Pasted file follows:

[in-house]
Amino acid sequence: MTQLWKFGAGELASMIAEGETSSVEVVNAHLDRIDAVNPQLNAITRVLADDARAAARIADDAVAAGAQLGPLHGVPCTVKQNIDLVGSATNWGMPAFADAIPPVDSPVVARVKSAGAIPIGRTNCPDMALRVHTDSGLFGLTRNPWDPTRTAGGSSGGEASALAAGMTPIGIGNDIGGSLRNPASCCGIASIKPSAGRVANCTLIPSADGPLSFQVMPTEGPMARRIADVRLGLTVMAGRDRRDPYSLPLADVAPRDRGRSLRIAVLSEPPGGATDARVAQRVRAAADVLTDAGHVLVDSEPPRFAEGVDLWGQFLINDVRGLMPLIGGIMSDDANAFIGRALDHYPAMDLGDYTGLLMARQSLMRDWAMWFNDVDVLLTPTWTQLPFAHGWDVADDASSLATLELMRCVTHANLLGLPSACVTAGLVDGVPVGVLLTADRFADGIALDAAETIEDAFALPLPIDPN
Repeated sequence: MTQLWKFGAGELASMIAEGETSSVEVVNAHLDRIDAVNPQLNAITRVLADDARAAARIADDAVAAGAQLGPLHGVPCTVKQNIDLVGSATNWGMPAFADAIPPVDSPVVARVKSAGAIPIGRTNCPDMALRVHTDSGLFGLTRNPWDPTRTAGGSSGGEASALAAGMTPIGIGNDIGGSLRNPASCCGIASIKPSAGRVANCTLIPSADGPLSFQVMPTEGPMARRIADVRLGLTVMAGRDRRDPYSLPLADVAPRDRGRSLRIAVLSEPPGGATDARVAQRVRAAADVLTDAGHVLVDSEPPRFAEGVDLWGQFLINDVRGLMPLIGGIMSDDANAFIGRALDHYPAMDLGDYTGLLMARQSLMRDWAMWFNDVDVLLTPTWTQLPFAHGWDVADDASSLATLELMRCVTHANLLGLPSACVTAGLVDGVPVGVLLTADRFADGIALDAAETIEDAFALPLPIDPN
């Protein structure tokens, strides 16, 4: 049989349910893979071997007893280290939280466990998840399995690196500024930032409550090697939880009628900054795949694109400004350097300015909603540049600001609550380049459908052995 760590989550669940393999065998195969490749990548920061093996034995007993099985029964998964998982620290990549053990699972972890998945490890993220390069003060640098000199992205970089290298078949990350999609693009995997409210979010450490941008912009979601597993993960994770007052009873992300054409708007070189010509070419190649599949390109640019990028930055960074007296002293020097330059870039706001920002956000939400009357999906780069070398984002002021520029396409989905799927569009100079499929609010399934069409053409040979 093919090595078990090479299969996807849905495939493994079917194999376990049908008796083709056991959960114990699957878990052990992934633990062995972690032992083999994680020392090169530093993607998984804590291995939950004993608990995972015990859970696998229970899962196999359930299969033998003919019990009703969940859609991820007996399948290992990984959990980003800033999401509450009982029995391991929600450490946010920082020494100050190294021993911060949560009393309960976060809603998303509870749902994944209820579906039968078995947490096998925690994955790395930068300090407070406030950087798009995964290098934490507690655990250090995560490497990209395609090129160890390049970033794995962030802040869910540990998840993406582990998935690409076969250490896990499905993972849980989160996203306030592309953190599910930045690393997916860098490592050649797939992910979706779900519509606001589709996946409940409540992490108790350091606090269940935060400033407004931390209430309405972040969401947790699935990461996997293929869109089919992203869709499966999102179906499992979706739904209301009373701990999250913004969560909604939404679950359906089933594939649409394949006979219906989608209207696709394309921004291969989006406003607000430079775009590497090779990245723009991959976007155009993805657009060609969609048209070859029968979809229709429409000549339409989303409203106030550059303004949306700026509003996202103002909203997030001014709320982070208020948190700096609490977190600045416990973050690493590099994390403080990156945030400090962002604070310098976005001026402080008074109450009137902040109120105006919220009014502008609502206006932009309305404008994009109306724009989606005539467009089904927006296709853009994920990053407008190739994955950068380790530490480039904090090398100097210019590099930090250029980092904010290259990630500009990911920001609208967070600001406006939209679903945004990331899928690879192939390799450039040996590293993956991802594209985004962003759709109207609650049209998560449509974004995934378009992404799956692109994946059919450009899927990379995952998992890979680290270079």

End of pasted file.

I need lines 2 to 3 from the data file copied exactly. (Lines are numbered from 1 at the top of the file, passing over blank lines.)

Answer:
Amino acid sequence: MTQLWKFGAGELASMIAEGETSSVEVVNAHLDRIDAVNPQLNAITRVLADDARAAARIADDAVAAGAQLGPLHGVPCTVKQNIDLVGSATNWGMPAFADAIPPVDSPVVARVKSAGAIPIGRTNCPDMALRVHTDSGLFGLTRNPWDPTRTAGGSSGGEASALAAGMTPIGIGNDIGGSLRNPASCCGIASIKPSAGRVANCTLIPSADGPLSFQVMPTEGPMARRIADVRLGLTVMAGRDRRDPYSLPLADVAPRDRGRSLRIAVLSEPPGGATDARVAQRVRAAADVLTDAGHVLVDSEPPRFAEGVDLWGQFLINDVRGLMPLIGGIMSDDANAFIGRALDHYPAMDLGDYTGLLMARQSLMRDWAMWFNDVDVLLTPTWTQLPFAHGWDVADDASSLATLELMRCVTHANLLGLPSACVTAGLVDGVPVGVLLTADRFADGIALDAAETIEDAFALPLPIDPN
Repeated sequence: MTQLWKFGAGELASMIAEGETSSVEVVNAHLDRIDAVNPQLNAITRVLADDARAAARIADDAVAAGAQLGPLHGVPCTVKQNIDLVGSATNWGMPAFADAIPPVDSPVVARVKSAGAIPIGRTNCPDMALRVHTDSGLFGLTRNPWDPTRTAGGSSGGEASALAAGMTPIGIGNDIGGSLRNPASCCGIASIKPSAGRVANCTLIPSADGPLSFQVMPTEGPMARRIADVRLGLTVMAGRDRRDPYSLPLADVAPRDRGRSLRIAVLSEPPGGATDARVAQRVRAAADVLTDAGHVLVDSEPPRFAEGVDLWGQFLINDVRGLMPLIGGIMSDDANAFIGRALDHYPAMDLGDYTGLLMARQSLMRDWAMWFNDVDVLLTPTWTQLPFAHGWDVADDASSLATLELMRCVTHANLLGLPSACVTAGLVDGVPVGVLLTADRFADGIALDAAETIEDAFALPLPIDPN